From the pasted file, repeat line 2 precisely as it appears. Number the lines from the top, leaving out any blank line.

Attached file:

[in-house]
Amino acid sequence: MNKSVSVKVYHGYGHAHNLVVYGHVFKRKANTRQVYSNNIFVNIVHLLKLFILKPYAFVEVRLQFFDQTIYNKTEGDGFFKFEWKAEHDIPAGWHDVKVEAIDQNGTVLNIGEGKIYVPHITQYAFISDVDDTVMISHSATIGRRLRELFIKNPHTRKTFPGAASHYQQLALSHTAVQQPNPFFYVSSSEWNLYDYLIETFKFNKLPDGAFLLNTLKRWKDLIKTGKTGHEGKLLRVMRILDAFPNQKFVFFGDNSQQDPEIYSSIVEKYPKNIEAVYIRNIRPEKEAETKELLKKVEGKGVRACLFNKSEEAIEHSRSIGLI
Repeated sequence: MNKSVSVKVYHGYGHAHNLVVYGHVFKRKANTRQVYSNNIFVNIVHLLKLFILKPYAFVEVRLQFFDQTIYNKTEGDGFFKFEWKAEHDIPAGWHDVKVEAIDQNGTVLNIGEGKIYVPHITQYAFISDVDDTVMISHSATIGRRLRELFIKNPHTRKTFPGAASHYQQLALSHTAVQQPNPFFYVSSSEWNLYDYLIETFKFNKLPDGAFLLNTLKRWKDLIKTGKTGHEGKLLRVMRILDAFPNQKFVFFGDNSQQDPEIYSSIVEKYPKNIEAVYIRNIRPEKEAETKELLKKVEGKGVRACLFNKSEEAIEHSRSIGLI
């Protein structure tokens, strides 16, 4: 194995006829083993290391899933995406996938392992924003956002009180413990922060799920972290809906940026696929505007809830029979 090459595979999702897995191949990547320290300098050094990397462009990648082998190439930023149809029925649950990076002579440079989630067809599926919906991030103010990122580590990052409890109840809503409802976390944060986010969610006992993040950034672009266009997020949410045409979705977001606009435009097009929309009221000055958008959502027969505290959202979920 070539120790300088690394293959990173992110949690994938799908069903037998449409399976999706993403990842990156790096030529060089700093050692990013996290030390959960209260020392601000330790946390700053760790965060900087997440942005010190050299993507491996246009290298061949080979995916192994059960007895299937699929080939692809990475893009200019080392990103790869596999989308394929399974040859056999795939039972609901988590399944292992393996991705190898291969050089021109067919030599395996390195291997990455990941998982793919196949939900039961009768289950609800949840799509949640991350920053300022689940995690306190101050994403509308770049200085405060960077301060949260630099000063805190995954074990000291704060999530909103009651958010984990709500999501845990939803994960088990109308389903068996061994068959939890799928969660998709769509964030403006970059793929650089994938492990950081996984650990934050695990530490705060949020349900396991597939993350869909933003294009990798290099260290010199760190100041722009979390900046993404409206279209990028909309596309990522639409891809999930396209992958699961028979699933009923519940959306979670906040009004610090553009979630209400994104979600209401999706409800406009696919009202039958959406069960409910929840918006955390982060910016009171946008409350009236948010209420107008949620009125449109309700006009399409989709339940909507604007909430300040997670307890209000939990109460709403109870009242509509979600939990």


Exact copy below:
Amino acid sequence: MNKSVSVKVYHGYGHAHNLVVYGHVFKRKANTRQVYSNNIFVNIVHLLKLFILKPYAFVEVRLQFFDQTIYNKTEGDGFFKFEWKAEHDIPAGWHDVKVEAIDQNGTVLNIGEGKIYVPHITQYAFISDVDDTVMISHSATIGRRLRELFIKNPHTRKTFPGAASHYQQLALSHTAVQQPNPFFYVSSSEWNLYDYLIETFKFNKLPDGAFLLNTLKRWKDLIKTGKTGHEGKLLRVMRILDAFPNQKFVFFGDNSQQDPEIYSSIVEKYPKNIEAVYIRNIRPEKEAETKELLKKVEGKGVRACLFNKSEEAIEHSRSIGLI